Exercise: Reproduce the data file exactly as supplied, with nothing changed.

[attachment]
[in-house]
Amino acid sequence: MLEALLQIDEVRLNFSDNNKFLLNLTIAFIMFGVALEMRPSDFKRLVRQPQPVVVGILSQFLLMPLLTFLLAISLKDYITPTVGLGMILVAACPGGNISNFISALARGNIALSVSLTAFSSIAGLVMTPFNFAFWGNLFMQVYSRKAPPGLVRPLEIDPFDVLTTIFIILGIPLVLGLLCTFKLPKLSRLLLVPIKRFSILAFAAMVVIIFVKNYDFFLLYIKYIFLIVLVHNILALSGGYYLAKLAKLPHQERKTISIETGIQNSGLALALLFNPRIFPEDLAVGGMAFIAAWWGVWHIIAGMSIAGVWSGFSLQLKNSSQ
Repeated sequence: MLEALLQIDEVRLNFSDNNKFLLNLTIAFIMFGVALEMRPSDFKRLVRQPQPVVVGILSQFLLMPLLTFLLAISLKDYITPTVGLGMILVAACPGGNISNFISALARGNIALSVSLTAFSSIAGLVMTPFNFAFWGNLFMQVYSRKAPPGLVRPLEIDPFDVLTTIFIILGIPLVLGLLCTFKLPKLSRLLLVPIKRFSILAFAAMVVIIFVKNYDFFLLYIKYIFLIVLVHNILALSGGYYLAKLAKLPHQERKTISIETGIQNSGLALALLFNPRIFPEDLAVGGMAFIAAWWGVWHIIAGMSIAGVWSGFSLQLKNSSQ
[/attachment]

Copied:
[in-house]
Amino acid sequence: MLEALLQIDEVRLNFSDNNKFLLNLTIAFIMFGVALEMRPSDFKRLVRQPQPVVVGILSQFLLMPLLTFLLAISLKDYITPTVGLGMILVAACPGGNISNFISALARGNIALSVSLTAFSSIAGLVMTPFNFAFWGNLFMQVYSRKAPPGLVRPLEIDPFDVLTTIFIILGIPLVLGLLCTFKLPKLSRLLLVPIKRFSILAFAAMVVIIFVKNYDFFLLYIKYIFLIVLVHNILALSGGYYLAKLAKLPHQERKTISIETGIQNSGLALALLFNPRIFPEDLAVGGMAFIAAWWGVWHIIAGMSIAGVWSGFSLQLKNSSQ
Repeated sequence: MLEALLQIDEVRLNFSDNNKFLLNLTIAFIMFGVALEMRPSDFKRLVRQPQPVVVGILSQFLLMPLLTFLLAISLKDYITPTVGLGMILVAACPGGNISNFISALARGNIALSVSLTAFSSIAGLVMTPFNFAFWGNLFMQVYSRKAPPGLVRPLEIDPFDVLTTIFIILGIPLVLGLLCTFKLPKLSRLLLVPIKRFSILAFAAMVVIIFVKNYDFFLLYIKYIFLIVLVHNILALSGGYYLAKLAKLPHQERKTISIETGIQNSGLALALLFNPRIFPEDLAVGGMAFIAAWWGVWHIIAGMSIAGVWSGFSLQLKNSSQ